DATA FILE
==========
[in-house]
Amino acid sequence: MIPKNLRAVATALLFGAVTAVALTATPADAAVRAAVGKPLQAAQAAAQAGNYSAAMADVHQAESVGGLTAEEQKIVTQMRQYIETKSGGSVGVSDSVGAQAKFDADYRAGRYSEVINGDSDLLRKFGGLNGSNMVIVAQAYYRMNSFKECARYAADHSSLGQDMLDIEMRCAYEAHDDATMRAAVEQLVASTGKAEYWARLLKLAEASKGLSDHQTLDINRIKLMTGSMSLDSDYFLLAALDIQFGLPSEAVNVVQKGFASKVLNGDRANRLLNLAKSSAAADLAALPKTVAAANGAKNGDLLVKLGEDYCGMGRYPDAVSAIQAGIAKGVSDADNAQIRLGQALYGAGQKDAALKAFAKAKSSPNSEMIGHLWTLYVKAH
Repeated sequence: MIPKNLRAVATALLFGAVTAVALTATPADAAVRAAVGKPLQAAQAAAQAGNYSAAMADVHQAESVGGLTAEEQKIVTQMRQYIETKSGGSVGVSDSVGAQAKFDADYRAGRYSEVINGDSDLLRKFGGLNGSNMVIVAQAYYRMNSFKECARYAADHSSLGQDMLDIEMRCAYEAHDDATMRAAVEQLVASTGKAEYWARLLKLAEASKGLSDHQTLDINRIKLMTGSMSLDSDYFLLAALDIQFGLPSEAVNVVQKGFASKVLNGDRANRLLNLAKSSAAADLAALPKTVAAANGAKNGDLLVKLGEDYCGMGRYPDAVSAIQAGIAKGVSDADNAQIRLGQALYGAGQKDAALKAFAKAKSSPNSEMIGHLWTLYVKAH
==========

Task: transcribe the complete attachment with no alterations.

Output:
[in-house]
Amino acid sequence: MIPKNLRAVATALLFGAVTAVALTATPADAAVRAAVGKPLQAAQAAAQAGNYSAAMADVHQAESVGGLTAEEQKIVTQMRQYIETKSGGSVGVSDSVGAQAKFDADYRAGRYSEVINGDSDLLRKFGGLNGSNMVIVAQAYYRMNSFKECARYAADHSSLGQDMLDIEMRCAYEAHDDATMRAAVEQLVASTGKAEYWARLLKLAEASKGLSDHQTLDINRIKLMTGSMSLDSDYFLLAALDIQFGLPSEAVNVVQKGFASKVLNGDRANRLLNLAKSSAAADLAALPKTVAAANGAKNGDLLVKLGEDYCGMGRYPDAVSAIQAGIAKGVSDADNAQIRLGQALYGAGQKDAALKAFAKAKSSPNSEMIGHLWTLYVKAH
Repeated sequence: MIPKNLRAVATALLFGAVTAVALTATPADAAVRAAVGKPLQAAQAAAQAGNYSAAMADVHQAESVGGLTAEEQKIVTQMRQYIETKSGGSVGVSDSVGAQAKFDADYRAGRYSEVINGDSDLLRKFGGLNGSNMVIVAQAYYRMNSFKECARYAADHSSLGQDMLDIEMRCAYEAHDDATMRAAVEQLVASTGKAEYWARLLKLAEASKGLSDHQTLDINRIKLMTGSMSLDSDYFLLAALDIQFGLPSEAVNVVQKGFASKVLNGDRANRLLNLAKSSAAADLAALPKTVAAANGAKNGDLLVKLGEDYCGMGRYPDAVSAIQAGIAKGVSDADNAQIRLGQALYGAGQKDAALKAFAKAKSSPNSEMIGHLWTLYVKAH